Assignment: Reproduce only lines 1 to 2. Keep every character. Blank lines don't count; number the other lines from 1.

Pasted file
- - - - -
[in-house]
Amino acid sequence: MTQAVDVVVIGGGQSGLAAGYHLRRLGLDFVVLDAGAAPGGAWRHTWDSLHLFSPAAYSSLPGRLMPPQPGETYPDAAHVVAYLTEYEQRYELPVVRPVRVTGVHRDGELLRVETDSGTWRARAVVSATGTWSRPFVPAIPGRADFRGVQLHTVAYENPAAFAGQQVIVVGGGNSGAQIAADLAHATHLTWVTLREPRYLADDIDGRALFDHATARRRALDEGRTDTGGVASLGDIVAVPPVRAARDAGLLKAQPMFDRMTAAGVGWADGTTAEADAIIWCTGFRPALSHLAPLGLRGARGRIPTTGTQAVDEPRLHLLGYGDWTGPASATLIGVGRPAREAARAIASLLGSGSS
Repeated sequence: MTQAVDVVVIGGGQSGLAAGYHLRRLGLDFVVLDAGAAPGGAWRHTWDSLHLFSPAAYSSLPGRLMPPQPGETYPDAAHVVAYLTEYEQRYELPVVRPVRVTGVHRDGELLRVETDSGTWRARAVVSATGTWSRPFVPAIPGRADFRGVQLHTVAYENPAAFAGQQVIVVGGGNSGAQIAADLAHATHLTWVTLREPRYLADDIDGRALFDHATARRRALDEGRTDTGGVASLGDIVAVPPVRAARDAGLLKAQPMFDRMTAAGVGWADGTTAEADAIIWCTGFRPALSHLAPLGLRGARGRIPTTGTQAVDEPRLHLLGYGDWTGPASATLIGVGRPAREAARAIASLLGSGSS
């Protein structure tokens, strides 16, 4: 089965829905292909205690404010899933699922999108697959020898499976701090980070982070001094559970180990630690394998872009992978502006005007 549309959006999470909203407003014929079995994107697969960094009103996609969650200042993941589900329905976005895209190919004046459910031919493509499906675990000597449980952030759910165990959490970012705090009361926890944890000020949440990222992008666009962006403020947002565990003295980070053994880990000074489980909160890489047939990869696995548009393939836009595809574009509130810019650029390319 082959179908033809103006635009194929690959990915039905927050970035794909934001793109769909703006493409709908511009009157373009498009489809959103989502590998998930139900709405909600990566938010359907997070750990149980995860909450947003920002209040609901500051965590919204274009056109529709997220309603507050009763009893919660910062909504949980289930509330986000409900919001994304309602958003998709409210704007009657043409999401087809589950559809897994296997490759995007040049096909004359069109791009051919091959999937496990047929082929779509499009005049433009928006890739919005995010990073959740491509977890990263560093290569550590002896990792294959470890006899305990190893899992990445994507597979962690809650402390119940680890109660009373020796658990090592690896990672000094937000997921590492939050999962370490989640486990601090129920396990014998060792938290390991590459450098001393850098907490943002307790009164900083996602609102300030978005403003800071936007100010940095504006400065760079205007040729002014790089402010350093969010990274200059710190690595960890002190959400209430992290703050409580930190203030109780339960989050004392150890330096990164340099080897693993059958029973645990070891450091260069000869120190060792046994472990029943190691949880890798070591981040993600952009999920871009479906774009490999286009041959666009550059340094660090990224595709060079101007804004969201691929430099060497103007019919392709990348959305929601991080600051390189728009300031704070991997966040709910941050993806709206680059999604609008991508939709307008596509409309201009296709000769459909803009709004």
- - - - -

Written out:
[in-house]
Amino acid sequence: MTQAVDVVVIGGGQSGLAAGYHLRRLGLDFVVLDAGAAPGGAWRHTWDSLHLFSPAAYSSLPGRLMPPQPGETYPDAAHVVAYLTEYEQRYELPVVRPVRVTGVHRDGELLRVETDSGTWRARAVVSATGTWSRPFVPAIPGRADFRGVQLHTVAYENPAAFAGQQVIVVGGGNSGAQIAADLAHATHLTWVTLREPRYLADDIDGRALFDHATARRRALDEGRTDTGGVASLGDIVAVPPVRAARDAGLLKAQPMFDRMTAAGVGWADGTTAEADAIIWCTGFRPALSHLAPLGLRGARGRIPTTGTQAVDEPRLHLLGYGDWTGPASATLIGVGRPAREAARAIASLLGSGSS